small business

The federal government's stimulus PPP for small businesses, the $349 billion Paycheck Protection Program, which offers forgivable loans to small businesses, ran out of money on last week. 

Over the weekend,  Democrats and Republicans were negotiating a deal that would allocate $310 billion more into the Paycheck Protection Program, setting aside $60 billion of that sum for rural and minority groups. Another $60 billion would go to the Economic Injury Disaster Loan program, a separate program offering loans for small businesses administered by the Small Business Association.

But until that comes through, there is also help from companies like FaceBook. The social networking site announced that $40 million will go to helping small business owners negatively impacted by COVID-19. It is an update to its small-business grant program introduced in March. 

The grants will go to 10,000 U.S. small businesses in 34 locations that Facebook employees live and work. Those in New York and Seattle will be the first to receive funds starting this week, Wednesday 4/22.

Assembly Member Quart joins #RepresentNYC to discuss the impact of COVID-19 on small businesses.

"In this challenging time, when information is changing daily, we are listening to and learning from scores of small businesses to understand what they need now and what they will need down the road," said Sheryl Sandberg, COO of Facebook.

Facebook’s chief diversity officer Maxine Williams shared that 50% of the grants would be prioritized for minority, women and veteran-owned businesses. To learn more about application requirements, visit the grant website.  

Facebook is not the only company offering money.  Here are five other organizations that are providing aid for small businesses, and a special focus on women and diverse populations impacted by COVID-19.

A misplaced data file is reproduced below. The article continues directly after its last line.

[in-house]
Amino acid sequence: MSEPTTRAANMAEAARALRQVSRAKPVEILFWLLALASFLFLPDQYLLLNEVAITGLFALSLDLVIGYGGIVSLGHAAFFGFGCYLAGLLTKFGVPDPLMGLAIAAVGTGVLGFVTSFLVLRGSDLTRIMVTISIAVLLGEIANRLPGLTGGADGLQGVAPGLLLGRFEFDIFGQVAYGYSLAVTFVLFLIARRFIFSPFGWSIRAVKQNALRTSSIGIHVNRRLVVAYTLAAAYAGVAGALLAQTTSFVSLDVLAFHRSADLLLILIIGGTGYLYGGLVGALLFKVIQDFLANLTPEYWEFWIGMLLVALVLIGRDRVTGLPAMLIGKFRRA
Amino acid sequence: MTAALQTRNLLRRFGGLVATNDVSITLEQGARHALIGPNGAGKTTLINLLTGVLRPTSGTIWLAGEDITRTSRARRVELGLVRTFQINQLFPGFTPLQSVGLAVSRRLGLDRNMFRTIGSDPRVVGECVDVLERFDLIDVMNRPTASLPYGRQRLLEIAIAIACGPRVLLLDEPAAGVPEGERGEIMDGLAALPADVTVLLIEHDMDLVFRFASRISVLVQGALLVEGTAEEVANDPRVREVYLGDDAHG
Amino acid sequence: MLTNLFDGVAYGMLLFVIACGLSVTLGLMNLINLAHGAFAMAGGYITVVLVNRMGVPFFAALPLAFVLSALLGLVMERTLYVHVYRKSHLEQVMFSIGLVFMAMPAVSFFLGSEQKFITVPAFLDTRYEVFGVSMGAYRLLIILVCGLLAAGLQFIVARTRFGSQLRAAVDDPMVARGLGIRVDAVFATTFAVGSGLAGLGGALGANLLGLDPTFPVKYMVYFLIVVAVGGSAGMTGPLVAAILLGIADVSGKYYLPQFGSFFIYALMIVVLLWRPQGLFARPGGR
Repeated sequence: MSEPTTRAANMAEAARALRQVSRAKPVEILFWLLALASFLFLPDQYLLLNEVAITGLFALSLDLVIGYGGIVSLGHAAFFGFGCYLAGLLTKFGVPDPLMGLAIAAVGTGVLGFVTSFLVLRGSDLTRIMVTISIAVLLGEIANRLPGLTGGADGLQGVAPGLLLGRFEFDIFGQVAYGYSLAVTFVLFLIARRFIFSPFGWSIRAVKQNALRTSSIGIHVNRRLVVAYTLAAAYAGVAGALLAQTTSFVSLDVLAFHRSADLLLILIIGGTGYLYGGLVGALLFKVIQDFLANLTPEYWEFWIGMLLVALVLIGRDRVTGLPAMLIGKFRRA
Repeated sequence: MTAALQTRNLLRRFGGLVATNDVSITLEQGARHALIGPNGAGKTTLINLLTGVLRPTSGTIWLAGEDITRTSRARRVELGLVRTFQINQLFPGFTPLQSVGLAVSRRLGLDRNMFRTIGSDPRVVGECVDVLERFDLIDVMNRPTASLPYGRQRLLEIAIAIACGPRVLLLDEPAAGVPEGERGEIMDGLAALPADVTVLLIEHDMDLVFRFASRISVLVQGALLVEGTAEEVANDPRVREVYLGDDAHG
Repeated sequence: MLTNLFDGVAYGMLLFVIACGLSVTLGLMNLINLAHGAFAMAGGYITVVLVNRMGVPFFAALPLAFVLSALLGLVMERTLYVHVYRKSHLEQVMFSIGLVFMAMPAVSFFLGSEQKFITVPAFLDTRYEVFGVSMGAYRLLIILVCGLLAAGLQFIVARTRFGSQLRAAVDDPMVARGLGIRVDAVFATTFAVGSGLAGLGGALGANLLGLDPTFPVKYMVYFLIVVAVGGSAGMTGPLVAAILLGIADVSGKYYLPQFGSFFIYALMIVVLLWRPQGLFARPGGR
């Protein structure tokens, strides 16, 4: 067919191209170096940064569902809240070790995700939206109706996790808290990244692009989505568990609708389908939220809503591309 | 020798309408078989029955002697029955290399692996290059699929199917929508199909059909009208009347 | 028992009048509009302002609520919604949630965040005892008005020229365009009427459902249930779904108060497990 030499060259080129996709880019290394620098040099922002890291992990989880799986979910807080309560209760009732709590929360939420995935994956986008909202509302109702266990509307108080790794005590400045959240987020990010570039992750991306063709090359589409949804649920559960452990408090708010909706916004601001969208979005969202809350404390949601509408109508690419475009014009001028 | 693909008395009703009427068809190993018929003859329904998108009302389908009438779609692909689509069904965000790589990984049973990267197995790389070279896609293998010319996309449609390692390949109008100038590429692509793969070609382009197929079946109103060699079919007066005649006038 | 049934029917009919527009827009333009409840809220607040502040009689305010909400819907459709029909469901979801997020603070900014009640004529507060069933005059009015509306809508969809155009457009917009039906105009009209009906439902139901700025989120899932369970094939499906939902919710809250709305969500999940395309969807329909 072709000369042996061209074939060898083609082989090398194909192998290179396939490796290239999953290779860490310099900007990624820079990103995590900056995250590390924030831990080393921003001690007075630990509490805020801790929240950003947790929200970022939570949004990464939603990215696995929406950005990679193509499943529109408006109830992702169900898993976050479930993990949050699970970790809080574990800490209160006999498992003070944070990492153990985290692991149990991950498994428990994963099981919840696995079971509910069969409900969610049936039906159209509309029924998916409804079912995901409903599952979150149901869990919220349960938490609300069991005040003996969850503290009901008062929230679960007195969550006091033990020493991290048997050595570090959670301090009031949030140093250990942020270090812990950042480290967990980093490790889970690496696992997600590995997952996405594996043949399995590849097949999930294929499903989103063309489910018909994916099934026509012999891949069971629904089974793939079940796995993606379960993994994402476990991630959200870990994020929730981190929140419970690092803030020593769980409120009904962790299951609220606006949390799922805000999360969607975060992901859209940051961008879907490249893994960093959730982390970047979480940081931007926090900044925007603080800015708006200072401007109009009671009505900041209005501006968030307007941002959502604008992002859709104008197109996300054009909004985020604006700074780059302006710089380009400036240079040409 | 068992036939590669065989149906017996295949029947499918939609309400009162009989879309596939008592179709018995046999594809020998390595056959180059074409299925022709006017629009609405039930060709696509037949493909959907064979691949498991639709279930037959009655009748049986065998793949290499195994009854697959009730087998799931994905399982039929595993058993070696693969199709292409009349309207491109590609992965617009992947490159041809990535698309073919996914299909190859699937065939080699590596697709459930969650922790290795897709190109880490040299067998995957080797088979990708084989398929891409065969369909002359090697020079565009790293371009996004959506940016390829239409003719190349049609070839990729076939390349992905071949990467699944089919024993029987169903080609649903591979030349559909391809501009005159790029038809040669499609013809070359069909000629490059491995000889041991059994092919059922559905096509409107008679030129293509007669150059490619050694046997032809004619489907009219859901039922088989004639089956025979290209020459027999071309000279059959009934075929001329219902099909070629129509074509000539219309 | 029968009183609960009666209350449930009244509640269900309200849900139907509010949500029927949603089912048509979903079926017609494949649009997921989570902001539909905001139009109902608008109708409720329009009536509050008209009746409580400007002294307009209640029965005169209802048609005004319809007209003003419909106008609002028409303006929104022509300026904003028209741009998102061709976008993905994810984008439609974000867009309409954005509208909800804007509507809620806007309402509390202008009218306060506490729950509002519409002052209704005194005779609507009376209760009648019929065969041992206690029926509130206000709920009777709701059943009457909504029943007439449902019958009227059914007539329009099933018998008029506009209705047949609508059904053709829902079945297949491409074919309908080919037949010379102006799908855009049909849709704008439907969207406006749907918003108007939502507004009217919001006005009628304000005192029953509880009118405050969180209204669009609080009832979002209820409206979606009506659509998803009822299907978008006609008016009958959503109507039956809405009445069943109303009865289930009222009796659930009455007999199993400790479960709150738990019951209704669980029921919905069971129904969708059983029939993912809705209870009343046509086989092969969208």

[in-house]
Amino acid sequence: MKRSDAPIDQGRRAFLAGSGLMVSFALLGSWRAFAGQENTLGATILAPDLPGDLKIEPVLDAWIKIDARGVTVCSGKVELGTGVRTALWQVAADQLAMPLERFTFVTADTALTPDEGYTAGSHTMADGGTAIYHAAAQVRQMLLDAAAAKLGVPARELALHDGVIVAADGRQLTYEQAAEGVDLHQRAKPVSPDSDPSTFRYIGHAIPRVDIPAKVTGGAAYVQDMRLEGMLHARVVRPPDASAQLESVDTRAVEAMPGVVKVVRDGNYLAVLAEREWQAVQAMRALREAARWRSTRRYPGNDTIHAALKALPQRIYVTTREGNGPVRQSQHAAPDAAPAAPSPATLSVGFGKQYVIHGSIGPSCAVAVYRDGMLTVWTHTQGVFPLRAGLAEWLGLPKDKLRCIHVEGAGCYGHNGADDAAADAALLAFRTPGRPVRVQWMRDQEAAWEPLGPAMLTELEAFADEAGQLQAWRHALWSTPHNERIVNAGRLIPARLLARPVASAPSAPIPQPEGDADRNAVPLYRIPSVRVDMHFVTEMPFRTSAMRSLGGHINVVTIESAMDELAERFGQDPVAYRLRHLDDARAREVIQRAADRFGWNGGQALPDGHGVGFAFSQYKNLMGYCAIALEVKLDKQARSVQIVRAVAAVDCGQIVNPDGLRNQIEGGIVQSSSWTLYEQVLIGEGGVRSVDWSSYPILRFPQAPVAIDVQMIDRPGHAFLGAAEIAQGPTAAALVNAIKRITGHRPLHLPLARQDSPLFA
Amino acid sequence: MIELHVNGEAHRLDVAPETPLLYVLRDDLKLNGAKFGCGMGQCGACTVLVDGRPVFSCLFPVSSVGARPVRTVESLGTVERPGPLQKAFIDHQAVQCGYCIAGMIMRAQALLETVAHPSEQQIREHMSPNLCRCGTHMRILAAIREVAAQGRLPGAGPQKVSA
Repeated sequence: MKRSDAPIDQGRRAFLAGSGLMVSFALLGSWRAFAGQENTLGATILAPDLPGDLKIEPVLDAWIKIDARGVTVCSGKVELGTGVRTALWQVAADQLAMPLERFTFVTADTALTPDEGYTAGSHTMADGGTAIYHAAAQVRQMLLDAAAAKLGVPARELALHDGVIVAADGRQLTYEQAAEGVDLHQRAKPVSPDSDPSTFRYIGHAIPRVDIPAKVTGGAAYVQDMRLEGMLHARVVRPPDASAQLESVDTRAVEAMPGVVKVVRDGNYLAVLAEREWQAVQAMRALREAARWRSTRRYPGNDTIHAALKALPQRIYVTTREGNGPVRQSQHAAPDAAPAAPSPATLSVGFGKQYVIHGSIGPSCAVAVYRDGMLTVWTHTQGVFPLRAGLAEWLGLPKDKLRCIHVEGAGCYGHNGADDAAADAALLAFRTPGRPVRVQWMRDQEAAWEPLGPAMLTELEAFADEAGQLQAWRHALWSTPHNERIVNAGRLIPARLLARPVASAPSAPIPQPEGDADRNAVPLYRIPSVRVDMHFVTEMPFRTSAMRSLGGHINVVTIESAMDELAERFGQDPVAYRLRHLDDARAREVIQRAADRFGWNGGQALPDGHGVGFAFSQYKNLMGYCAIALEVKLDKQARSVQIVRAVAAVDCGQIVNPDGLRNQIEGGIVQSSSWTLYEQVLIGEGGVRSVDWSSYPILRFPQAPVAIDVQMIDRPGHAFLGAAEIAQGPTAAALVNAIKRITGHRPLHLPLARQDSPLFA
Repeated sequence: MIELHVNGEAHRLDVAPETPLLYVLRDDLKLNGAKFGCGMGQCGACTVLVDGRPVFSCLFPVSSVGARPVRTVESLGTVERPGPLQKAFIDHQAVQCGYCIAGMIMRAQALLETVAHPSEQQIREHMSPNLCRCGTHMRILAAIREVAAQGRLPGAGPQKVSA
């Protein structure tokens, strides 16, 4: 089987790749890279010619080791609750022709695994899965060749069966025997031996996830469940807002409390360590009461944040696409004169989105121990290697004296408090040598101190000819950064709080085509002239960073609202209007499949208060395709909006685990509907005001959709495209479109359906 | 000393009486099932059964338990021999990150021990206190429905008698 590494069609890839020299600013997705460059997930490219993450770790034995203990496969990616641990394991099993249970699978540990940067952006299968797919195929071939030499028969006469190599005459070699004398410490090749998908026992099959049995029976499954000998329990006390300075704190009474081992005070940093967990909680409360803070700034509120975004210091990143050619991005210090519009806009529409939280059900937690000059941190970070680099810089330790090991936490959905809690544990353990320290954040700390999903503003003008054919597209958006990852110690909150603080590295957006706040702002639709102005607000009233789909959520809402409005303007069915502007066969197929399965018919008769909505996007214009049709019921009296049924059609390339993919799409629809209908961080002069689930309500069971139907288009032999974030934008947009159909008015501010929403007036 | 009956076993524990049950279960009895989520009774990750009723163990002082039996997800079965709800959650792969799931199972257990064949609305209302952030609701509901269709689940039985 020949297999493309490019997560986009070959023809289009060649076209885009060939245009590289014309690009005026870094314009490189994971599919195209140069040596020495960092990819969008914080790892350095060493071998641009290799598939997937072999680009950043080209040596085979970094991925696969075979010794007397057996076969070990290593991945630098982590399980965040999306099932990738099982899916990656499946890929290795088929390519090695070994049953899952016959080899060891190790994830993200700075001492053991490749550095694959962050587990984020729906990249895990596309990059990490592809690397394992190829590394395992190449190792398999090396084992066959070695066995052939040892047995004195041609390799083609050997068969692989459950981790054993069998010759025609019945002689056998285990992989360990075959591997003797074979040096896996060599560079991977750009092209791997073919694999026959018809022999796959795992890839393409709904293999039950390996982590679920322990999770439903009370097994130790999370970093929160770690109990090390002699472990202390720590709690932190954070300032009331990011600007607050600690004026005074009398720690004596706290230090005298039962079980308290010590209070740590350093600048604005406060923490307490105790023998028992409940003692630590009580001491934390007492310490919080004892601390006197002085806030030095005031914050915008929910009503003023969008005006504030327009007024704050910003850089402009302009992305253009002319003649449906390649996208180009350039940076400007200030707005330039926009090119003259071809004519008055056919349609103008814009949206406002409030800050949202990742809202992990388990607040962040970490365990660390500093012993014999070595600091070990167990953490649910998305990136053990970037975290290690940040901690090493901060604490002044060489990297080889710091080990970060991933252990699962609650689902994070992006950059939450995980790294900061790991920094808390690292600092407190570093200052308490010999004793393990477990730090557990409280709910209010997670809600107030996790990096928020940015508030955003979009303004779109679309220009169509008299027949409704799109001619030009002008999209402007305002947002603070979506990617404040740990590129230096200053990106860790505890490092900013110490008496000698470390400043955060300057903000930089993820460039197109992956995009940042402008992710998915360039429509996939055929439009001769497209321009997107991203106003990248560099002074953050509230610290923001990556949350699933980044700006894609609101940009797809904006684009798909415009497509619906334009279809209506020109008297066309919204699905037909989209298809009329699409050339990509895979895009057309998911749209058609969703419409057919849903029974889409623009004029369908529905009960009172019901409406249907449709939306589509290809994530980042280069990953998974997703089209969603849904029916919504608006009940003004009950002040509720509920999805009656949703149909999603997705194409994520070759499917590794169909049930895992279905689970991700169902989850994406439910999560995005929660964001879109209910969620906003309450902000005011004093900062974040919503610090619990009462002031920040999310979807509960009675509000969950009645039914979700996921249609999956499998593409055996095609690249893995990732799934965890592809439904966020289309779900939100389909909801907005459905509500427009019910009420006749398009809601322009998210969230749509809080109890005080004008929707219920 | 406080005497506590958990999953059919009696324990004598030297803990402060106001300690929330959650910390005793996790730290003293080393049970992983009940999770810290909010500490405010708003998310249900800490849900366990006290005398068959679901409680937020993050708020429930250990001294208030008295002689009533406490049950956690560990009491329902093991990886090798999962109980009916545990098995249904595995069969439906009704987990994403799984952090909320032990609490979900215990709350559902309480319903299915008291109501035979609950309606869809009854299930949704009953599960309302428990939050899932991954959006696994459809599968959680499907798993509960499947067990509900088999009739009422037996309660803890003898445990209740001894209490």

1.    The Verizon Small Business Recovery Fund: Verizon, has pledged to help small businesses impacted by COVID-19. The Verizon Small Business Recovery Fund is offering grants to business owners facing financial hardship, particularly focusing on business owners of color, women, and other marginalized groups. $10,000 grants will be offered to those who qualify. To fill out an application, visit their website.

2.    South Asian Arts Resiliency Fund: The India Center Foundation is now offering support to those of South Asian descent who are arts workers and have been negatively impacted by COVID-19. The grant focuses on those who work as dancers, choreographers, poets, actors, musicians, producers and other arts workers. Project grants of $1,000-$2,000 will be distributed. To learn more about the grant and to see application criteria, click here.

3.    The Your Friends in New York Business Relief Fund: Men’s and women’s fashion label Pyer Moss announced a relief fund has been established for women and minority businesses negatively impacted by COVID-19. The Your Friends in New York Business Relief Fund is awarding grants of different amounts to business owners in need. To learn more about the relief fund, click here.

4.    The Red Backpack Fund: Women’s undergarment company Spanx has announced that a donation of $5 million is going to support women business owners who have been negatively impacted in some way by COVID-19. 1,000 female business owners within the United States will receive $5,000 of funding. Applications will be open until August. To learn more about the relief fund and how to apply, click here.

5     The Doonie Fund: A new fund called The Doonie Fund, named after the  digitalundivided CEO’s grandmother, aid will be provided specifically for Black female entrepreneurs who have experienced hardships as a result of COVID-19. The fund, which was established on April 5th, 2020 has helped more than 93 entrepreneurs by providing micro-investments of $500 or less. Eligible entrepreneurs can apply through their website.  

6.    Facebook: As mentioned, Facebook, announced that $40 million will go to helping small business owners negatively impacted by COVID-19.

For more information on how COVID-19 is impacting small businesses, watch this Represent NYC interview from Assemblymember Epstein: 

Help from NYC

In early March, Mayor Bill de Blasio announced his administration’s Small Business Services agency would roll out emergency aid. At first, grants of up to $6,000 were earmarked for businesses with fewer than five employees. Mayor de Blasio announced a zero-interest loan pool of $20 million for businesses with under 100 workers whose revenues had tanked by 25% over 60 days. Each business would be eligible to borrow up to $75,000. More than 15,000 businesses initially applied, and 8,500 completed applications, SBS said last week. Now, the SBS website says “due to overwhelming interest,” the loan fund’s application intake has been paused. The site offers no information about the status of current applicants or how the money will be dispersed.